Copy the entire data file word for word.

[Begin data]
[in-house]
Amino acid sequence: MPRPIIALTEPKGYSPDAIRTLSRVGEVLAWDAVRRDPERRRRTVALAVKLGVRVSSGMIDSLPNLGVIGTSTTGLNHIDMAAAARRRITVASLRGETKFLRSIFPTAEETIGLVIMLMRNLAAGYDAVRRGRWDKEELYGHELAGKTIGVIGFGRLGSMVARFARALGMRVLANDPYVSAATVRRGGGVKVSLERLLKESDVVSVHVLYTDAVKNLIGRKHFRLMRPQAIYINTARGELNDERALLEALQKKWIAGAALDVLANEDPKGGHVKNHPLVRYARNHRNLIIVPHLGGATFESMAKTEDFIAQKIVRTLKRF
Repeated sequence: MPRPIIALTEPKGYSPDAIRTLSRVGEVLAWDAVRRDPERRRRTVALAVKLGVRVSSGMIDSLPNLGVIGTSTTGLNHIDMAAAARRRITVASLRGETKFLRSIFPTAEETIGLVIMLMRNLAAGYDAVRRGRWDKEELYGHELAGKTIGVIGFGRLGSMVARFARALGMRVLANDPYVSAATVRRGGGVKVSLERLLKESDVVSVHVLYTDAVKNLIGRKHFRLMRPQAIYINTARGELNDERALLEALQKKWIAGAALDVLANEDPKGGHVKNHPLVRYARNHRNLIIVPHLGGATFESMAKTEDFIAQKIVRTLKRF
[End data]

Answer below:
[in-house]
Amino acid sequence: MPRPIIALTEPKGYSPDAIRTLSRVGEVLAWDAVRRDPERRRRTVALAVKLGVRVSSGMIDSLPNLGVIGTSTTGLNHIDMAAAARRRITVASLRGETKFLRSIFPTAEETIGLVIMLMRNLAAGYDAVRRGRWDKEELYGHELAGKTIGVIGFGRLGSMVARFARALGMRVLANDPYVSAATVRRGGGVKVSLERLLKESDVVSVHVLYTDAVKNLIGRKHFRLMRPQAIYINTARGELNDERALLEALQKKWIAGAALDVLANEDPKGGHVKNHPLVRYARNHRNLIIVPHLGGATFESMAKTEDFIAQKIVRTLKRF
Repeated sequence: MPRPIIALTEPKGYSPDAIRTLSRVGEVLAWDAVRRDPERRRRTVALAVKLGVRVSSGMIDSLPNLGVIGTSTTGLNHIDMAAAARRRITVASLRGETKFLRSIFPTAEETIGLVIMLMRNLAAGYDAVRRGRWDKEELYGHELAGKTIGVIGFGRLGSMVARFARALGMRVLANDPYVSAATVRRGGGVKVSLERLLKESDVVSVHVLYTDAVKNLIGRKHFRLMRPQAIYINTARGELNDERALLEALQKKWIAGAALDVLANEDPKGGHVKNHPLVRYARNHRNLIIVPHLGGATFESMAKTEDFIAQKIVRTLKRF